Date of Conferral
Doctor of Education (Ed.D.)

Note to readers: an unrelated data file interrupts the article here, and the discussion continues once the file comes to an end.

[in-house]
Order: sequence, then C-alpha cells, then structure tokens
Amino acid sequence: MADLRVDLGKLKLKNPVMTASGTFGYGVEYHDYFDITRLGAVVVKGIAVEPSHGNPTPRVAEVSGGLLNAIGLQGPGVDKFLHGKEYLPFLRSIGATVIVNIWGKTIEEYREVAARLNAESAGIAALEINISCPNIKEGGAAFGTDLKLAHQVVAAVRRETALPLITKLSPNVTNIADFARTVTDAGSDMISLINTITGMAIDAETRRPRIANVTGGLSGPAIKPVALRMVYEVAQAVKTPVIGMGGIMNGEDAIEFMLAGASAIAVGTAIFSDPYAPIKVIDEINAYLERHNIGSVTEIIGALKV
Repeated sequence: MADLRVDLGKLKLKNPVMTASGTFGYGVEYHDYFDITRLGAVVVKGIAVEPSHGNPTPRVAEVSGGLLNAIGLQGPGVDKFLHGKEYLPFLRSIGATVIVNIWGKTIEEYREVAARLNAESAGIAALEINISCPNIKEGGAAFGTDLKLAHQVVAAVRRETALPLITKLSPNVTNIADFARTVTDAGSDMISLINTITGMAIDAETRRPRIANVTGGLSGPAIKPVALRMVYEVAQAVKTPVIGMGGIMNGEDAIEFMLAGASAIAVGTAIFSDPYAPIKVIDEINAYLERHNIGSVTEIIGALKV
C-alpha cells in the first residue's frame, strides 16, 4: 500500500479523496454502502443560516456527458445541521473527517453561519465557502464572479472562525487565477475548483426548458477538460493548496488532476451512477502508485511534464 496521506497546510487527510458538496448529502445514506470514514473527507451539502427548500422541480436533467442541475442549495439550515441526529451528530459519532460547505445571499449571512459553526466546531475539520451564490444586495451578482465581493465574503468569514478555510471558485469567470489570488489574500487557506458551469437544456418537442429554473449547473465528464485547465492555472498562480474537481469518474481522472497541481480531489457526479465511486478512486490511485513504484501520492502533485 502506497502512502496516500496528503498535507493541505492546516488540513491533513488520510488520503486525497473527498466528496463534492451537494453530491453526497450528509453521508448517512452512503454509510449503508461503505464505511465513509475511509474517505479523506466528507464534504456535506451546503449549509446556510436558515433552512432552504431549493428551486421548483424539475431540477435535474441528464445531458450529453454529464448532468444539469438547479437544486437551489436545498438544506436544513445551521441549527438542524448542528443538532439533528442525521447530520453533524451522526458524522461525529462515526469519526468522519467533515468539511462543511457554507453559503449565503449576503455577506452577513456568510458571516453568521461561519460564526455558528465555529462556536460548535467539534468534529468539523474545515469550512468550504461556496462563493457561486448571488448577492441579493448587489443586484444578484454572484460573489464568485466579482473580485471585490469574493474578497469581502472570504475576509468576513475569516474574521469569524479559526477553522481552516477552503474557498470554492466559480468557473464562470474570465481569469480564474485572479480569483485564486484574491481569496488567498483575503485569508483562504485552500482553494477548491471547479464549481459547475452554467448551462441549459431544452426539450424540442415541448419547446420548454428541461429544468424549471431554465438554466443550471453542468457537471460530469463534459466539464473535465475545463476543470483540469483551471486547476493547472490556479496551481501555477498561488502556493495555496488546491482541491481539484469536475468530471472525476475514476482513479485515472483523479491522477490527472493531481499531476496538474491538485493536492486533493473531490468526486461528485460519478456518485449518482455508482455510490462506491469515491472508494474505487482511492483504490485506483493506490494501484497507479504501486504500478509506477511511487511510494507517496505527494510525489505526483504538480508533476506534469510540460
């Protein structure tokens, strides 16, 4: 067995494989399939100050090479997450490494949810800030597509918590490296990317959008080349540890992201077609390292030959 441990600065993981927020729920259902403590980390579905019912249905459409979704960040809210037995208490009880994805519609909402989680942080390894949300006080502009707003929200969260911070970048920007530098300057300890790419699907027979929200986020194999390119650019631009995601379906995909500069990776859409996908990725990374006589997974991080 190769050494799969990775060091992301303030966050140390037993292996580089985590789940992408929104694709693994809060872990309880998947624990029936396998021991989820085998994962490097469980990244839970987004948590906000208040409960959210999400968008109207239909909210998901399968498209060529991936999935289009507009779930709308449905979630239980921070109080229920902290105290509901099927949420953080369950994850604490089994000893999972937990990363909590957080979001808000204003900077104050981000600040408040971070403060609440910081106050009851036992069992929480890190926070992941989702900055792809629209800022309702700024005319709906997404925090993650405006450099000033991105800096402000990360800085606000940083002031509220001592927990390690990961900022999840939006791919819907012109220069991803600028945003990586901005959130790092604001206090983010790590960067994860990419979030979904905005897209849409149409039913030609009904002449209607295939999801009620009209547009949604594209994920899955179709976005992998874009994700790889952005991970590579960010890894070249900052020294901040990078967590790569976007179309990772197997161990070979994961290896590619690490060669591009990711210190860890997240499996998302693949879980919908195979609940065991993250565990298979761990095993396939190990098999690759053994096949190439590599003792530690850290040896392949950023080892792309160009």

Response to Intervention (RTI) has primarily been used as an early intervention in the elementary grades to improve the reading of all students; however, in recent years, mathematics has been added to the program and this addition has not been systematically evaluated. Guided by Deno's problem-solving model, the purpose of this qualitative case study was to gain insight on how middle school mathematics teachers use the problem-solving process to design interventions for struggling students and to understand the strategies they used to implement the plan. The research questions addressed how the problem-solving method is used when creating and implementing interventions, as well as the impact of the intervention on student achievement. The first phase of data collection was a focus group interview with 6 middle school RTI teachers. A convenience sample of participants described how the problem-solving method was used in planning the RTI process. The focus group interview was recorded, transcribed, and coded to find common themes among the responses. Data regarding the RTI implementation, as well as associated instructional strategies, benefits, and challenges were discussed. The second phase of data collection came from mean mathematics state test data from a cohort group of middle school students in 2012, 2013, and 2014. Scores were compared to determine if there was an increase in the percentage of students who scored at levels 3-4, as well as a decrease in the level 1 and 2 scores. Inconsistent data on the state test did not support the findings of the focus group. Social change can be achieved through this RTI mathematics study by providing teachers with instructional strategies that cultivate the growth of academic confidence and achievement of all students in the general education classroom.